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Title: Modified cowpea mosaic virus as a carrier of antimalarial drugs
Author: Al-Refai'a, Rana
ISNI:       0000 0004 8504 241X
Awarding Body: University of Hull
Current Institution: University of Hull
Date of Award: 2018
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Plant viruses provide exceptional advantages in the field of nanotechnology as multifunctional nanoparticles. Cowpea mosaic virus (CPMV) is being developed as a carrier vehicle for chemotherapeutic drugs. The ability to modify the amine groups on the external capsid surface with three different new chloroquinoline derivatives, and together with sugar, has been demonstrated. Additionally, addressable carboxylates on the external capsid surface have been modified with ferrocene to produce a multifunctional drug carrier. The redox-active ferrocene on the outer surface of the unmodified and modified CPMV with each chloroquinoline derivative are electrochemically independent. The ability of binding ferrocene to modified and unmodified CPMV as a first or second conjugated compound has been confirmed. The effectivity of chloroquinoline-derivatives, with and without conjugation to CPMV, has been investigated by beta-haematin inhibition in vitro and in vivo using P. falciparum strain. (7-chloroquinolin-4-yl) alanine has shown a significant effect as an antimalarial compound after conjugation with CPMV compared to the other chloroquinoline derivatives. This conjugate led to a 90% inhibition of beta-haematin or haemozoin formation, which is necessary for the parasite to survive. The significance of modified CPMV as a carrier is discussed in relation to developing novel strategies to solve the problem of chloroquine resistant. The activities of ferrocene in vitro after conjugation to the external surface of CPMV particle was evaluated against P. falciparum strain resulting in a, surprisingly, high kill effect. The IC₅₀ values for conjugated (7-chloroquinolin-4-yl) alanine and conjugated ferrocene were 0.275 nM and 0.309 nM respectively compared to a range from 7.8-10 nM for control chloroquine. Overall CPMV plays an important role in increasing the effectiveness of (7-chloroquinolin-4-yl) alanine and ferrocene as an antimalarial drugs compared to unconjugated compounds.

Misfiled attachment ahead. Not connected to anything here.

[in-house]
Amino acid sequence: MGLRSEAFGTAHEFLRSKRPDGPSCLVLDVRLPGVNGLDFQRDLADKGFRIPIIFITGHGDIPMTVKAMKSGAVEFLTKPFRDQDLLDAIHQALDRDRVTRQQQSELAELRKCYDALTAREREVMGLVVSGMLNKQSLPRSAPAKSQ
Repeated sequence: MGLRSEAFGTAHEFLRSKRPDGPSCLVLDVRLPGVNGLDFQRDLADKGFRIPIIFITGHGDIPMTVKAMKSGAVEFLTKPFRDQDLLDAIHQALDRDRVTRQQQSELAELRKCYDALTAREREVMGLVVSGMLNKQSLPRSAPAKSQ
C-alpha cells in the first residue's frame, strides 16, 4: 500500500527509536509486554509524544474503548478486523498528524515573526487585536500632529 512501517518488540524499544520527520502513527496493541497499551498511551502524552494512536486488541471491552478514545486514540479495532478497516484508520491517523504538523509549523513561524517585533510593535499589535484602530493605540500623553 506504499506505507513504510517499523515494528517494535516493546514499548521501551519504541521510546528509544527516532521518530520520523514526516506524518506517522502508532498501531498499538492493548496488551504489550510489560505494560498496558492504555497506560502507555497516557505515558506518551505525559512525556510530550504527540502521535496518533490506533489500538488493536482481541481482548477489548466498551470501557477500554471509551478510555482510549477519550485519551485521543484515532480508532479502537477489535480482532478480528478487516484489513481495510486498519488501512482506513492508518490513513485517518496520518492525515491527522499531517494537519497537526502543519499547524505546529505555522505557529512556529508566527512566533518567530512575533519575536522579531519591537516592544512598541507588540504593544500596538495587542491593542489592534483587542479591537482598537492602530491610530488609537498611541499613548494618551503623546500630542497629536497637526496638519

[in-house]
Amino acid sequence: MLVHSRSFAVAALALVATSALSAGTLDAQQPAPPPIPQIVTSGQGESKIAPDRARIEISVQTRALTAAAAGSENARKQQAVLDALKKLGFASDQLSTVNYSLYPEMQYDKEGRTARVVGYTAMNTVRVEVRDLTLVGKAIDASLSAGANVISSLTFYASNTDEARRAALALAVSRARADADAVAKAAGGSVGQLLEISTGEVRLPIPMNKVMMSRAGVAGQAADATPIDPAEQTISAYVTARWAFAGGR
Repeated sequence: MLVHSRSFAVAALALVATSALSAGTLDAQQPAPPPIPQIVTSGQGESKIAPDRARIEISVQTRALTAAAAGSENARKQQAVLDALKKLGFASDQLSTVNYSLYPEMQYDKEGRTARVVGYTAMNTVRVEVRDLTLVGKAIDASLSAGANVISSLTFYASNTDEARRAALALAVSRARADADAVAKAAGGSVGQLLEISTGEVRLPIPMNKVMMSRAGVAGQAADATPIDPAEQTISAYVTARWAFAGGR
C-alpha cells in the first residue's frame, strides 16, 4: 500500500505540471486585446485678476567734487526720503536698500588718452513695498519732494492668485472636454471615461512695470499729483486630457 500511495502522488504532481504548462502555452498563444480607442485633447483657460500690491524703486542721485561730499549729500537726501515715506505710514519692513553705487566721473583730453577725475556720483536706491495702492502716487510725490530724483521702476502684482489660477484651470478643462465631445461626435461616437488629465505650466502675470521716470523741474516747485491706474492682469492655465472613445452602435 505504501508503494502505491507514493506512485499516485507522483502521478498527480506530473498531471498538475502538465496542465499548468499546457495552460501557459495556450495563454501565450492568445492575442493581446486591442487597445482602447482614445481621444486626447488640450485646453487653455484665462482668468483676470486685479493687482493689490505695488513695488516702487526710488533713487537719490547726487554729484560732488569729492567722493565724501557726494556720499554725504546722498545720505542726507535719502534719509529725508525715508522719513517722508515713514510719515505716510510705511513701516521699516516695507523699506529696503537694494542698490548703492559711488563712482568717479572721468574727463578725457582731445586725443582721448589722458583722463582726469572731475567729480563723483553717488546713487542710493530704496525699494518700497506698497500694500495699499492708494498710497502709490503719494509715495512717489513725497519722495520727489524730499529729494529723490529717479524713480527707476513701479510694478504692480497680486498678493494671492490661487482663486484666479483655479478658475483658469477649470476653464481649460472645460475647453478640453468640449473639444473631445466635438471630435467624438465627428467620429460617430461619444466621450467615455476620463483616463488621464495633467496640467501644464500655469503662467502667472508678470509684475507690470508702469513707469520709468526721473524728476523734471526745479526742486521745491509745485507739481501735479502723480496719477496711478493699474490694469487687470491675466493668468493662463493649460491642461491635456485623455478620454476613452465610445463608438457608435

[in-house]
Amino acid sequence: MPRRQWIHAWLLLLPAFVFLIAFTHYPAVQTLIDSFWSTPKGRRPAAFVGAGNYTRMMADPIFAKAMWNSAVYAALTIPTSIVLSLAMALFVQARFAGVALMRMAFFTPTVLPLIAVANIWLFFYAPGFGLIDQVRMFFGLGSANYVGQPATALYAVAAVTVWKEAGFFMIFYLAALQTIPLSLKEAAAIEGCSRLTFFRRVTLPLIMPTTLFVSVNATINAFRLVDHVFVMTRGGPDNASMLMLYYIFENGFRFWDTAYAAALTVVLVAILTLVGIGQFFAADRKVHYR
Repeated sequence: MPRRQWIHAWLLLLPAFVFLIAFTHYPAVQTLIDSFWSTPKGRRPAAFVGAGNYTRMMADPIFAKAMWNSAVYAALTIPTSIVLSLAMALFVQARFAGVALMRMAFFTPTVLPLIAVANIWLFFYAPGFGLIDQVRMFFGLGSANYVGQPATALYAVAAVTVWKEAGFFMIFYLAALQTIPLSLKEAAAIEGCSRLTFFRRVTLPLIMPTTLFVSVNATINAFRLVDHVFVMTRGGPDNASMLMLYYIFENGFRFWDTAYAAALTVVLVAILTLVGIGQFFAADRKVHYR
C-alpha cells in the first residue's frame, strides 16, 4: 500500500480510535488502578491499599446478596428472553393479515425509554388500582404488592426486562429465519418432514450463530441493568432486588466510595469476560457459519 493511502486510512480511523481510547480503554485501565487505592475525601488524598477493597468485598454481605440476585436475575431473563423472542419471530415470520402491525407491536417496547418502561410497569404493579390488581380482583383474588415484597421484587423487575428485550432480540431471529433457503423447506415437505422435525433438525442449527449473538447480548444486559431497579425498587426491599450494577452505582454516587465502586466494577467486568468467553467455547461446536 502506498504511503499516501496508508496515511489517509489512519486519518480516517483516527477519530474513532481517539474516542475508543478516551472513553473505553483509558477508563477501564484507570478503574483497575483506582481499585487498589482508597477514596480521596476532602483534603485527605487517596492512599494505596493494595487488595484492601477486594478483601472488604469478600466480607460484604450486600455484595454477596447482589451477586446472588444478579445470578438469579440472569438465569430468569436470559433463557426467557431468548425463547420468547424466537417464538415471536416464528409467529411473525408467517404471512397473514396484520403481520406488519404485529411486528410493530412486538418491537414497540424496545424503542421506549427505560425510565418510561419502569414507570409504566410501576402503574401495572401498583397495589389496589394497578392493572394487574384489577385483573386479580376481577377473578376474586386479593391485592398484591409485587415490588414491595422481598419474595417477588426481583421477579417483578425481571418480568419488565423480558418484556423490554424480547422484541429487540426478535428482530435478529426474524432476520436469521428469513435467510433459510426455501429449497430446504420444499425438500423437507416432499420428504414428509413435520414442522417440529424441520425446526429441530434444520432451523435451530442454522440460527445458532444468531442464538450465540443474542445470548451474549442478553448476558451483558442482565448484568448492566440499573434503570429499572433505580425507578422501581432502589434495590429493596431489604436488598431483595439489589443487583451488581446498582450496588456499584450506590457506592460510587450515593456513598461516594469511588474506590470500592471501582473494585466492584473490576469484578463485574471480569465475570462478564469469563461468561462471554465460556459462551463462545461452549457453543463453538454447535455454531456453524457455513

Supervisor: Evans, David J. Sponsor: Wizarat al-Ta'lim al-'Ali wa-al-Baht h al-'Ilmi, Iraq ; Jāmiʻat Bābil
Qualification Name: Thesis (Ph.D.) Qualification Level: Doctoral
EThOS ID:  DOI: Not available
Keywords: Chemistry